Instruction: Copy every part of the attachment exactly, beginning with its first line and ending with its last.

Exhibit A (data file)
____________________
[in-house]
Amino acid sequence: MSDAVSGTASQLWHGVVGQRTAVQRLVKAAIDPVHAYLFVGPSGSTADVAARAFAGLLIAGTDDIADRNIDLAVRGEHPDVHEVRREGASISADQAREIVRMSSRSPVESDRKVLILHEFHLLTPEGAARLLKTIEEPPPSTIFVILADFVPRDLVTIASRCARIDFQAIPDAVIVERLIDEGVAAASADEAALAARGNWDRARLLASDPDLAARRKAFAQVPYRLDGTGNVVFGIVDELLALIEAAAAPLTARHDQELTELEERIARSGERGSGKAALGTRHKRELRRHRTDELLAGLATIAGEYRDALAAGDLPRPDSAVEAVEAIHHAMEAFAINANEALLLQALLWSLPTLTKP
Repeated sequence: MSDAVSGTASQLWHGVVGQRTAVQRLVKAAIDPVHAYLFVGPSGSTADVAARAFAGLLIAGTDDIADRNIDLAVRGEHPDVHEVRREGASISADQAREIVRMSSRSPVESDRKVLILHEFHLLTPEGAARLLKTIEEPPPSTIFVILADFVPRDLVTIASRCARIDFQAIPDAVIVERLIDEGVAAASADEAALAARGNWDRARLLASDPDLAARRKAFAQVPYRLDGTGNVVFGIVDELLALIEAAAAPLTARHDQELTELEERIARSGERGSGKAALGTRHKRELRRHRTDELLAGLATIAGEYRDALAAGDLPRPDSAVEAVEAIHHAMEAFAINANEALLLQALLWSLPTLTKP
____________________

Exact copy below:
[in-house]
Amino acid sequence: MSDAVSGTASQLWHGVVGQRTAVQRLVKAAIDPVHAYLFVGPSGSTADVAARAFAGLLIAGTDDIADRNIDLAVRGEHPDVHEVRREGASISADQAREIVRMSSRSPVESDRKVLILHEFHLLTPEGAARLLKTIEEPPPSTIFVILADFVPRDLVTIASRCARIDFQAIPDAVIVERLIDEGVAAASADEAALAARGNWDRARLLASDPDLAARRKAFAQVPYRLDGTGNVVFGIVDELLALIEAAAAPLTARHDQELTELEERIARSGERGSGKAALGTRHKRELRRHRTDELLAGLATIAGEYRDALAAGDLPRPDSAVEAVEAIHHAMEAFAINANEALLLQALLWSLPTLTKP
Repeated sequence: MSDAVSGTASQLWHGVVGQRTAVQRLVKAAIDPVHAYLFVGPSGSTADVAARAFAGLLIAGTDDIADRNIDLAVRGEHPDVHEVRREGASISADQAREIVRMSSRSPVESDRKVLILHEFHLLTPEGAARLLKTIEEPPPSTIFVILADFVPRDLVTIASRCARIDFQAIPDAVIVERLIDEGVAAASADEAALAARGNWDRARLLASDPDLAARRKAFAQVPYRLDGTGNVVFGIVDELLALIEAAAAPLTARHDQELTELEERIARSGERGSGKAALGTRHKRELRRHRTDELLAGLATIAGEYRDALAAGDLPRPDSAVEAVEAIHHAMEAFAINANEALLLQALLWSLPTLTKP